That holds true for two other wines from Château Bouissel that were singled out for recognition by the jury; a dry white wine called Peiruda made from Viognier, Petit Manseng and Colombard grapes (which received a gold medal) and their Sibéria sweet white wine (a silver medal recipient) made of (amazingly enough, as this is southwestern France) Riesling and Gewurtztraminer. This one will have the Alsatians scratching their heads, but it works. It has an attractive petrol nose, a rich and dense mouth, and it will go well with dessert, foie gras or a nice cheese platter.
Château Plaisance took the gold medal for white sweet wines for their Collection Privée wine, a blend of Botrytised Chenin and Semillon grapes. These “noble rot” grapes are pressed and then fermented in small wooden barrels for four months. Like a good Sauterne or Tokaji, this wine has enough acidity to balance the 22% alcohol in it, with heady fruit, white flower and dried apricot aromas.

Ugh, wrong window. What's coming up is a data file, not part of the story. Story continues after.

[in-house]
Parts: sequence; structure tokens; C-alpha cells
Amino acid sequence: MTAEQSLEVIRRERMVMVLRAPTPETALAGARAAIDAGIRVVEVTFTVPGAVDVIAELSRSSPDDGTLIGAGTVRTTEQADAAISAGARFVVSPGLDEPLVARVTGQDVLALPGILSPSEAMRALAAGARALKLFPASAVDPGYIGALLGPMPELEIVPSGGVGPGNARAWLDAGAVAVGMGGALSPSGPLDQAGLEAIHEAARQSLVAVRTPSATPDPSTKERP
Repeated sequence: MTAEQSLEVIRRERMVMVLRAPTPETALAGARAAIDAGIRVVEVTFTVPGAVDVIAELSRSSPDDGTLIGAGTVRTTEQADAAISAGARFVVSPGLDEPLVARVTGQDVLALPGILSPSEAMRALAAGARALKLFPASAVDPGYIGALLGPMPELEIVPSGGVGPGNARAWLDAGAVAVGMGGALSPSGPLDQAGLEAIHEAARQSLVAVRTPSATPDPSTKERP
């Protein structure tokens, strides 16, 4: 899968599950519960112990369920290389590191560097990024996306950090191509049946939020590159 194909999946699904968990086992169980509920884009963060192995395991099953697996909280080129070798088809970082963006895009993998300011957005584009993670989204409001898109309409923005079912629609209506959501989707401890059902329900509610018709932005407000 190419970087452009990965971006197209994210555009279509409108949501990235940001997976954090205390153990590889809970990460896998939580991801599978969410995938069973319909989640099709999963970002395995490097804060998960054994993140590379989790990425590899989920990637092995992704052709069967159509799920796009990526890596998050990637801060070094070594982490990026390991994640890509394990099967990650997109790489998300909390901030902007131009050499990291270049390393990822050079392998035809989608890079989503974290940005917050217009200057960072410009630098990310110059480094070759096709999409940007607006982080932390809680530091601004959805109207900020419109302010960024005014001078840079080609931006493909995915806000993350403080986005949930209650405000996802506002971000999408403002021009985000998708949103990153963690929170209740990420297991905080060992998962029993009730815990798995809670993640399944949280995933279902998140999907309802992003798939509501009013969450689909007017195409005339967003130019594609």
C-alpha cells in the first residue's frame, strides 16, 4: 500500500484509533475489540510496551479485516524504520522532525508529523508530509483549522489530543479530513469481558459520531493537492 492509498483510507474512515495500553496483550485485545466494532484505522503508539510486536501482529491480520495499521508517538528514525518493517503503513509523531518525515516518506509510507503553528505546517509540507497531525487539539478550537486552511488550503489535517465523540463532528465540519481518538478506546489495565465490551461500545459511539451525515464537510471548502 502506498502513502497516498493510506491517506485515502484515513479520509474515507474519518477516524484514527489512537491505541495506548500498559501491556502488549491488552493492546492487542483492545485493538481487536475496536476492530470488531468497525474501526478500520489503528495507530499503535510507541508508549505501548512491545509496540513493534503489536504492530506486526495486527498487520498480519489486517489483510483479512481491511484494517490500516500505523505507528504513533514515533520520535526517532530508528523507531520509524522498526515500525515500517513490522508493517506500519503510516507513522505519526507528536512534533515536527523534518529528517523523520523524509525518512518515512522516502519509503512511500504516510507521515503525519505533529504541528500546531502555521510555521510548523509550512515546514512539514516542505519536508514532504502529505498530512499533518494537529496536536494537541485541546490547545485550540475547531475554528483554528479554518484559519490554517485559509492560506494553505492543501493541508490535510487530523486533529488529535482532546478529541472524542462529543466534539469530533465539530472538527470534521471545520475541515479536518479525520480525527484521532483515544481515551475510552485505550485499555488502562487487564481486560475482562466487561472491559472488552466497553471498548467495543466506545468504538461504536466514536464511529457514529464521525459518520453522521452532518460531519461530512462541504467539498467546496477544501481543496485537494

Château Plaisance also won a silver medal for its Cuvée Tradition in the unoaked Fronton Red 2011 category (the gold medal was won by Domaine de Lescure). All of the award winners are listed here.
Overall, particularly for rosé wines, the 100% Négrette reds that continue to steer clear of or to use oak judiciously, and Fronton reds cleverly disguised, using intelligent blends, as something that might possibly have come from 200km to the northwest (i.e., Bordeaux), things are looking up for Toulouse wine lovers and those drinkers around the globe served by importers willing to look in lesser-known French wine regions.